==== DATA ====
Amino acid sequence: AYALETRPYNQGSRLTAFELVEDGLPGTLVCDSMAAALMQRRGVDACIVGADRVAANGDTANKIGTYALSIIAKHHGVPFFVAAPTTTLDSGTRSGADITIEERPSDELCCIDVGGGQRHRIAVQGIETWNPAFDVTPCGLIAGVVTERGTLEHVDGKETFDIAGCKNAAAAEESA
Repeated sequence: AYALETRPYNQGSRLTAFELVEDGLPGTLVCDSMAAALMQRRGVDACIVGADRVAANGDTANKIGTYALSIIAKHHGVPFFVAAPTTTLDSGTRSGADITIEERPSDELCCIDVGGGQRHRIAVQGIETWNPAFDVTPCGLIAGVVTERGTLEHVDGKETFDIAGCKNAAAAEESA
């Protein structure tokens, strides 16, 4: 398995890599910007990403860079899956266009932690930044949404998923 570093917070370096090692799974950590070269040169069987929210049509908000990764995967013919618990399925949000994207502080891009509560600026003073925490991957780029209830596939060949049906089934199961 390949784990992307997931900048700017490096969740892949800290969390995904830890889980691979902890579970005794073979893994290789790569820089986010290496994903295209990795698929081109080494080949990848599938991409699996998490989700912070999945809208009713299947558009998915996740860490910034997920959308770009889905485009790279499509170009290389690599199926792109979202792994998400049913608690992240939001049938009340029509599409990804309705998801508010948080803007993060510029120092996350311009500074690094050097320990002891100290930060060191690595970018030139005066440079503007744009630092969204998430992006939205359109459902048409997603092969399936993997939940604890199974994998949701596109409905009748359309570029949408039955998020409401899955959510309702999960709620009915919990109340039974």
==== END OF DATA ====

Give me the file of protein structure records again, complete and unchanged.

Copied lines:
Amino acid sequence: AYALETRPYNQGSRLTAFELVEDGLPGTLVCDSMAAALMQRRGVDACIVGADRVAANGDTANKIGTYALSIIAKHHGVPFFVAAPTTTLDSGTRSGADITIEERPSDELCCIDVGGGQRHRIAVQGIETWNPAFDVTPCGLIAGVVTERGTLEHVDGKETFDIAGCKNAAAAEESA
Repeated sequence: AYALETRPYNQGSRLTAFELVEDGLPGTLVCDSMAAALMQRRGVDACIVGADRVAANGDTANKIGTYALSIIAKHHGVPFFVAAPTTTLDSGTRSGADITIEERPSDELCCIDVGGGQRHRIAVQGIETWNPAFDVTPCGLIAGVVTERGTLEHVDGKETFDIAGCKNAAAAEESA
């Protein structure tokens, strides 16, 4: 398995890599910007990403860079899956266009932690930044949404998923 570093917070370096090692799974950590070269040169069987929210049509908000990764995967013919618990399925949000994207502080891009509560600026003073925490991957780029209830596939060949049906089934199961 390949784990992307997931900048700017490096969740892949800290969390995904830890889980691979902890579970005794073979893994290789790569820089986010290496994903295209990795698929081109080494080949990848599938991409699996998490989700912070999945809208009713299947558009998915996740860490910034997920959308770009889905485009790279499509170009290389690599199926792109979202792994998400049913608690992240939001049938009340029509599409990804309705998801508010948080803007993060510029120092996350311009500074690094050097320990002891100290930060060191690595970018030139005066440079503007744009630092969204998430992006939205359109459902048409997603092969399936993997939940604890199974994998949701596109409905009748359309570029949408039955998020409401899955959510309702999960709620009915919990109340039974």